Does Your Google Places Listing Really Work For You?

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A Google places listing is an essential piece of kit for the small business venturing online. Setting up a Places profile is the work of minutes – simply add basic business information such as store opening hours, address, contact number- and then verify via SMS, phone or postcard. You can also add a few key words, upload an image or two and even attach a video to your listing. The majority of local business listings will stop at that and simply hope that they gain enough exposure to drive traffic to their website or calls to the work phone.

For something that is so easy to set up, few consider the optimization opportunities or take the time to really better their listings which is a shame when you consider that Google must give quite a lot of importance on their Places tool. Consider the prime real estate it occupies at the top of the organic search results and the fact that often, a block of as many as seven local business listings will run alongside a map, taking up a significant chunk of the coveted top of page position.

A Places listing is made up of a number of factors, not just the information the web site owner inputs into the local business listing form. Google pulls data from sources such as Yellow Pages and other third party providers, although it does give the majority weighting to the Places info provided by the page owner. So, an easy first step to making sure your Places listing is really pulling its weight and working to drive relevant traffic is to keep any other local business listings up to date.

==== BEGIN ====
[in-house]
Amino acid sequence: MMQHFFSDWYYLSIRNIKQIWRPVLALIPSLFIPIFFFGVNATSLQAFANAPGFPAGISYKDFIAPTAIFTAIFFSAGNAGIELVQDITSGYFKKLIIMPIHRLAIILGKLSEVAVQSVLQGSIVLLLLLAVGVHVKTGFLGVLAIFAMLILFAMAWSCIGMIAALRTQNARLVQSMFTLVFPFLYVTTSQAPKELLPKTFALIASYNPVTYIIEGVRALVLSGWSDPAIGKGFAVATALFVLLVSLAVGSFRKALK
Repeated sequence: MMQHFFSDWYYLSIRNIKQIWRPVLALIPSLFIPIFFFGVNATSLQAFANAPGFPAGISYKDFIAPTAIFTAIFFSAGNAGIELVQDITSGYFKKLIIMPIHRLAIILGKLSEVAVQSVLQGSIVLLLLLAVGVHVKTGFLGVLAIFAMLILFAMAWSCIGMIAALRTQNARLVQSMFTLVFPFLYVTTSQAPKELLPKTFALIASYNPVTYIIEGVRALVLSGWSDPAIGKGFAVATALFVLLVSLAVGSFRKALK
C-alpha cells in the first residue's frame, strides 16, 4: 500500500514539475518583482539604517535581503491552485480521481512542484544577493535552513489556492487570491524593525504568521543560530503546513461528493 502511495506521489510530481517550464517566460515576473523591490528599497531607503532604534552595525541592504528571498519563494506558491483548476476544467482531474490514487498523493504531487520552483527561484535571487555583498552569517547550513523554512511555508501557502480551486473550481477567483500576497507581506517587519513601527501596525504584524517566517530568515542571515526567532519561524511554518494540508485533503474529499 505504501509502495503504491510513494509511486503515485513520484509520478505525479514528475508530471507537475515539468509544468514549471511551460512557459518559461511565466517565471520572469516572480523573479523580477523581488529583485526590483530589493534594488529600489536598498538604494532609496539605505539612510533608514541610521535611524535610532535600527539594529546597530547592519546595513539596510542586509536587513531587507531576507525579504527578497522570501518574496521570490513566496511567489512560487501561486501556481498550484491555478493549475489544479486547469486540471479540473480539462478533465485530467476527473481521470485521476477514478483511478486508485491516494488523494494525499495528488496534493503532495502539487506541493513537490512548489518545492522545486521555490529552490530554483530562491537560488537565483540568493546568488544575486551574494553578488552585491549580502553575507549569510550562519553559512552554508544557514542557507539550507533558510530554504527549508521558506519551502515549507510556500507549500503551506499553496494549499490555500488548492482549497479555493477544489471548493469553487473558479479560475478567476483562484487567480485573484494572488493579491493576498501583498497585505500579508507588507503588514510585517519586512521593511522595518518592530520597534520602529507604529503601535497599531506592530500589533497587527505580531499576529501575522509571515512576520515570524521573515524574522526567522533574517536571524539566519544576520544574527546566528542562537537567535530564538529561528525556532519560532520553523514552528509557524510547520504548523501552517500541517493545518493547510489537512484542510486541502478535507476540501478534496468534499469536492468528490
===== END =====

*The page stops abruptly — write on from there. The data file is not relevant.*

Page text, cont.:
Google has recently introduced an ‘areas served’ option to its Places portfolio. This allows you to specific whether all clients come to you at your location or, if you provide services at the client’s location. If services can be provided outside of your business address, it’s also possible to specify how far outside of your verified address you’re willing to travel and which areas in particular the service applies to. So if you’re based in Manhattan but can provide a service to clients throughout New York State, you may want to specify places such as Buffalo or give a list of relevant Zip Codes. Or, if you work within a strict mile / km radius, you can now specify the limit of that area, through distance from your location.

This new feature is great for businesses (particular service businesses) trying to extend the scale of their reach. By specifying the locales to which your Places pages is relevant, you increase coverage prospects because you’re not fixed to the area around your Zip or store address as was previously the case. This new tool is also a lot quicker and more efficient that trying to optimize your web site to appear for keyword + name of town in all locations within the desired coverage radius.

The more information you provide in your listing, the more likely is it to rank higher. As with any kind of optimization implementation, the greater the data the search engine has to sift through, the better its understanding of how and when to rank you. If you’re guilty of completing only the required fields when setting up your listing, go back and complete all fields. Particularly useful are the brands carried field as this lends itself well to the use of keyword rich text, at least one video and a selection of relevant images.